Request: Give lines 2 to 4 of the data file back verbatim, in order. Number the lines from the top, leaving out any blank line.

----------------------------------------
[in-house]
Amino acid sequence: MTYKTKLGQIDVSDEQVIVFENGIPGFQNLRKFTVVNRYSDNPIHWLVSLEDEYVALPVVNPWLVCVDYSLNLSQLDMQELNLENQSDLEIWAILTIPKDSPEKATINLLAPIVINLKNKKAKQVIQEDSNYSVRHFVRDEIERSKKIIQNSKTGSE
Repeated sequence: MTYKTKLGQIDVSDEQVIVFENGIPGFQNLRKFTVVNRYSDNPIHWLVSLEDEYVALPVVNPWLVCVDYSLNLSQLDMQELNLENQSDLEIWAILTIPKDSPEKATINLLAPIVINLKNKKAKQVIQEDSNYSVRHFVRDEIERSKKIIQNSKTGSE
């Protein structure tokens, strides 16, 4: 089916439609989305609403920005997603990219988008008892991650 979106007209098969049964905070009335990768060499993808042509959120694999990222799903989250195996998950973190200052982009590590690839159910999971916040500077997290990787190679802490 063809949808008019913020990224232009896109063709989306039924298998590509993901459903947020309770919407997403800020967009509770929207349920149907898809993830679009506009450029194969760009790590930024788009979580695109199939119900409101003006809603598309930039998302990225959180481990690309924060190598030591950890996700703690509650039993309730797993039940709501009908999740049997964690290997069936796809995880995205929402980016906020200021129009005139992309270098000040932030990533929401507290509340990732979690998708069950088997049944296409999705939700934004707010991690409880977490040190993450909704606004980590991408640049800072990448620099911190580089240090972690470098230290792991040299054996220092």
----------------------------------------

Amino acid sequence: MTYKTKLGQIDVSDEQVIVFENGIPGFQNLRKFTVVNRYSDNPIHWLVSLEDEYVALPVVNPWLVCVDYSLNLSQLDMQELNLENQSDLEIWAILTIPKDSPEKATINLLAPIVINLKNKKAKQVIQEDSNYSVRHFVRDEIERSKKIIQNSKTGSE
Repeated sequence: MTYKTKLGQIDVSDEQVIVFENGIPGFQNLRKFTVVNRYSDNPIHWLVSLEDEYVALPVVNPWLVCVDYSLNLSQLDMQELNLENQSDLEIWAILTIPKDSPEKATINLLAPIVINLKNKKAKQVIQEDSNYSVRHFVRDEIERSKKIIQNSKTGSE
């Protein structure tokens, strides 16, 4: 089916439609989305609403920005997603990219988008008892991650 979106007209098969049964905070009335990768060499993808042509959120694999990222799903989250195996998950973190200052982009590590690839159910999971916040500077997290990787190679802490 063809949808008019913020990224232009896109063709989306039924298998590509993901459903947020309770919407997403800020967009509770929207349920149907898809993830679009506009450029194969760009790590930024788009979580695109199939119900409101003006809603598309930039998302990225959180481990690309924060190598030591950890996700703690509650039993309730797993039940709501009908999740049997964690290997069936796809995880995205929402980016906020200021129009005139992309270098000040932030990533929401507290509340990732979690998708069950088997049944296409999705939700934004707010991690409880977490040190993450909704606004980590991408640049800072990448620099911190580089240090972690470098230290792991040299054996220092």